I did a carved wedding cake for a customer that was delivered on Saturday. She wanted buttercream with gum paste flowers. I even made the cake bigger so the design that she picked to have it carved into would look good (didn't charge her extra). I received a text this morning (Monday) that started with the words ... "don't mean to be rude..." than she tells me the cake was beautiful but the cake tasted a few days old and the icing was crusty and that only two people ate the cake. That was all.
First of all I made the cake Wednesday, and froze it because it needed to be carved. It was carved and crumb coated on Thursday night, put in the fridge and finished up on Friday so it would be ready to set the flowers and delivered on Saturday afternoon.
I added some cornstarch to the buttercream, because I was afraid of the heat getting to the cake and I kept it in the fridge as long as I could. It was for an afternoon wedding in 80* weather outside ... and I was also told that it would be covered (which it was not when I delivered it).
I am crushed that someone would says this about my work, I have been making cakes for years and this is the first complaint, so I am taking it hard. What should I do? She is not requesting a refund or anything (at least now). My husband says I shouldn't respond. What would you guys do?
Wow I don't believe it...what does she think the cake is baked that morning? People don't know the first thing the time and energy that goes into these cakes. I don't believe it tasted old or that only 2 people ate cake...most wedding have someone cutting and serving cake...ask her where the cake is if nobody ate it! Frosting is crusty? You need a crusting buttercream or the cake will melt I understand though I would feel hurt too...gosh I'm not sure what I would do...I would think long and hard before responding so your emotions calm down first. Good luck let us know what happened.
My opinion: #1 always respond. I would never ignore a complaint. Not everyone asks for a refund or compensation...though most people these days do. After apologizing for her dissatisfaction, I would offer "something" to her. She may not want anything...but I would definitely offer "something". Great customer service is most important for unhappy customers. Word of mouth and facebook will kill your business these days. That's what "I" would do.
Oh yes I agree, you do need to respond for sure. Ditto what ddaigle said! lol...
a agree too (sometimes hubby isn't always right) just figuring out how to word my reply. Thanks ladies!
Definitely respond like the other say...but from me lurking on this website for so long, there is one thing that I do know. First of all, if the cake is not to the customer's satisfaction, I read on someone's contract that they must be notified within 24 hours. Secondly the cake would need to be returned as proof of the dissatisfaction. Like someone else said, I highly doubt that only two people at a wedding ate the cake unless the guest list totaled 5 people. I would write back and be very professional about it, and make sure you don't say anything to put the customer on the defensive, because that would not end well.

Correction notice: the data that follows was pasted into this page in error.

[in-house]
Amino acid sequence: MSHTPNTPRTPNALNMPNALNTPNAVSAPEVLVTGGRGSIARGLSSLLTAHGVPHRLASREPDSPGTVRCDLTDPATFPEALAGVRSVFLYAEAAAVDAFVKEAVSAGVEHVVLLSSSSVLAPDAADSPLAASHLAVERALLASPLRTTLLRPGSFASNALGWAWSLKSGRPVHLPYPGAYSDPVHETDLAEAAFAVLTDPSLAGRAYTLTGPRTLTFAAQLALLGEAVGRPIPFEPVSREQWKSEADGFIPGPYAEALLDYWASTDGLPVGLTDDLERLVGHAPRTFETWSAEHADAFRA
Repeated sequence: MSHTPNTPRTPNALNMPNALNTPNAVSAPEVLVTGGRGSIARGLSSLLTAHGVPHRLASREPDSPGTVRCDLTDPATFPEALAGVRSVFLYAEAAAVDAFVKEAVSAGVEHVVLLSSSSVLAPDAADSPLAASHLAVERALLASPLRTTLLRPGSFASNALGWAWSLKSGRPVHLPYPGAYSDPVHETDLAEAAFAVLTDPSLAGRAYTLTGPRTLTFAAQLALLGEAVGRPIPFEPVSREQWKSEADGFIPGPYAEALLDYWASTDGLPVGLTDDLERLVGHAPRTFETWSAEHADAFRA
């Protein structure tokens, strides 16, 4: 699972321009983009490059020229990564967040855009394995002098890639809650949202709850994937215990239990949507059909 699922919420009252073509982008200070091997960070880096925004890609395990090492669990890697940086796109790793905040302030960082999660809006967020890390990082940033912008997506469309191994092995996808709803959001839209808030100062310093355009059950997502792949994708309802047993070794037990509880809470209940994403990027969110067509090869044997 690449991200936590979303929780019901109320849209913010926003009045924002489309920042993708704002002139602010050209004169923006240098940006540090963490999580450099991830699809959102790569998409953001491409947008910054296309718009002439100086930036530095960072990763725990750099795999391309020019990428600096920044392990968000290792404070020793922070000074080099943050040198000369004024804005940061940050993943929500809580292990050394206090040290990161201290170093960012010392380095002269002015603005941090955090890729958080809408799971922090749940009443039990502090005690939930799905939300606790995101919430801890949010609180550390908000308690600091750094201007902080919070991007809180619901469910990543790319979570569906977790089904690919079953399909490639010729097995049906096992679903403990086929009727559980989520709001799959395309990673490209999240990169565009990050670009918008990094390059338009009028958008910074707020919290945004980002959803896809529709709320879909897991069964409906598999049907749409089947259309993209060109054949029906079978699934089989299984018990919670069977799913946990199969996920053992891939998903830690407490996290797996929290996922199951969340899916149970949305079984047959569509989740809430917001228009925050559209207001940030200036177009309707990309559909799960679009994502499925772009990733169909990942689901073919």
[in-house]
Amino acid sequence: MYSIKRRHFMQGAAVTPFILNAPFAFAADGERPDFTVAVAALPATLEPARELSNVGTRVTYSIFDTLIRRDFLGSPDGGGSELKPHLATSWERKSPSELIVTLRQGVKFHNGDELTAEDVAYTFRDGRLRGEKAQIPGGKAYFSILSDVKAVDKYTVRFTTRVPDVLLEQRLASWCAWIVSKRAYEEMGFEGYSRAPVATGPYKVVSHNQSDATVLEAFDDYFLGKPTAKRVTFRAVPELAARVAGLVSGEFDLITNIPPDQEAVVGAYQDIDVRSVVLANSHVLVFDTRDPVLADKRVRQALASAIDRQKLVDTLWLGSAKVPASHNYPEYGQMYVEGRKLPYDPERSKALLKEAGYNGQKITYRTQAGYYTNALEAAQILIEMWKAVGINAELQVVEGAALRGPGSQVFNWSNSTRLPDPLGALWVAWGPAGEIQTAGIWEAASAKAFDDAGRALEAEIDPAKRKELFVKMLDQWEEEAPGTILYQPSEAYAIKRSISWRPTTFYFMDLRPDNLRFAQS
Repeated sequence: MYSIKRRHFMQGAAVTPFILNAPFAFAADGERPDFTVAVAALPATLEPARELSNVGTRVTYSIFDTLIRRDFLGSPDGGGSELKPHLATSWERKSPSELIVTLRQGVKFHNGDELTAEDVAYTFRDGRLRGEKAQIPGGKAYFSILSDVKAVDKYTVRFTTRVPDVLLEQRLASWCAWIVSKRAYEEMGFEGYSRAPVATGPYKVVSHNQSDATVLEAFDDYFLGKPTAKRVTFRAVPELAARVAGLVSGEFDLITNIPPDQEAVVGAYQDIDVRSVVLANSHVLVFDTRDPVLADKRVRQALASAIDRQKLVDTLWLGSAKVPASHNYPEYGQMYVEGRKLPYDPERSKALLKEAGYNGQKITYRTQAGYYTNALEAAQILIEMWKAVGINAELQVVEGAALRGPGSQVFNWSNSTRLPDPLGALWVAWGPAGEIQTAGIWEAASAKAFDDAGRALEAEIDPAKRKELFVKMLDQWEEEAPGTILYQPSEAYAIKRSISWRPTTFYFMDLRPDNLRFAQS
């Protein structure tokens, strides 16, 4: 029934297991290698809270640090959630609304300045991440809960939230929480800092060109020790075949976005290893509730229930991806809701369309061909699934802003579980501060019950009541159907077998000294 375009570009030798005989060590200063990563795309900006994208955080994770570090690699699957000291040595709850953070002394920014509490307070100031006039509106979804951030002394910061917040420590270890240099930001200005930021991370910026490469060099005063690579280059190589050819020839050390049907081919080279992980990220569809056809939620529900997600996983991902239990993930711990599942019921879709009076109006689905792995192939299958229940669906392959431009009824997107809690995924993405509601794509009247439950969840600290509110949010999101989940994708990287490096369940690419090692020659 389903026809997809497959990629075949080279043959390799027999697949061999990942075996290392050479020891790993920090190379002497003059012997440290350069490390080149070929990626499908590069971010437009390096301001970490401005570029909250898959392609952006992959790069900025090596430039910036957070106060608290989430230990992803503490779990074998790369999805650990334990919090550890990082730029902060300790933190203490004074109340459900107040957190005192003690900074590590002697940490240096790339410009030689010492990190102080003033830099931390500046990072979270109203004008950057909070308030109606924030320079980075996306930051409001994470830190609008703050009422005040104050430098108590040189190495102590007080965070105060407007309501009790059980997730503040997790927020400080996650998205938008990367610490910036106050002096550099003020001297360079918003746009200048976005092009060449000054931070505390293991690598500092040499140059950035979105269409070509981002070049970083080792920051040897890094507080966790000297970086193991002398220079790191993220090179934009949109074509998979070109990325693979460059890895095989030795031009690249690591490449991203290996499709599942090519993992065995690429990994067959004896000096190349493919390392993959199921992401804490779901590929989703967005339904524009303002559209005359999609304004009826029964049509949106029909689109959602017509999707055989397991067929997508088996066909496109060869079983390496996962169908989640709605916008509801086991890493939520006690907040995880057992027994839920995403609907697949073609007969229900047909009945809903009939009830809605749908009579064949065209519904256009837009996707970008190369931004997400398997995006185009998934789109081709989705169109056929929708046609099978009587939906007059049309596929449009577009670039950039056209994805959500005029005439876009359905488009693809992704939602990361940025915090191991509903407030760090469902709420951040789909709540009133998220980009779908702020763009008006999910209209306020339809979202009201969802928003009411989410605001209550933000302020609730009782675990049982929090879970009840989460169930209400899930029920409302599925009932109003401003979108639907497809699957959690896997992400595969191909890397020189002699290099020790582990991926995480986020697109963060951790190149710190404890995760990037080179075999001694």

Dear (Customer's Name)
I'm very sorry that you were not satisfied with the cake that was delievered on Saturday. At (your company's name) we strive to deliever a top notch product that will statisfy both the eye and the mouth. Per the contract that was signed, if you are not at all satisfied with the cake, I would be happy to examine the cake and do whatever I can to make this right.
You can contact me @ (your contact info) during the business hours of (business hours).
I'm not that great at writing replys like this, but this is something that I would be ok with writing to a customer.
AI did write her back via text message (I hate sending it that way...but her email address is invalid) I told her I appreciated her feedback and explained the process of making a cake and why the buttercream was the way it was. It's been almost 24 hours since doing that and I haven't heard from her, so I'm thinking she is either thinking of her next move or is going to drop it (let's hope it the later). This was a simple cake that was only suppose to feed 20 people, so I never did a tasting, she was slow to get me the deposit and final amount ... So I gave her the benefit of the doubt. My husband had a slice of the cake that I carved, last night and said it still tasted good (he is my worst critic). We are just thinking that she is trying to compare the cake to a light and fluffy Walmart or store bought cake ... Mine are dense so that I can carve and stack them. What ever it is I'm letting this one slide off my back and not get to me ... This might sound rude but I kinda thought I might have a problem with the caliber of people I saw at the wedding when i dropped off the cake.
I'm sorry :( don't let one complaint discourage you.
With that said, perhaps I am in the minority but if the cakes was to be delivered on Saturday for consumption on Saturday, having it refrigerated for all day Thursday, all day Friday seems to me like it may have very well dried out a bit. The refrigerator seems to dry cake out rapidly. do you brush your cakes with simple syrup before freezing and refrigerating?
Definitely respond, don't ignore her. Good luck!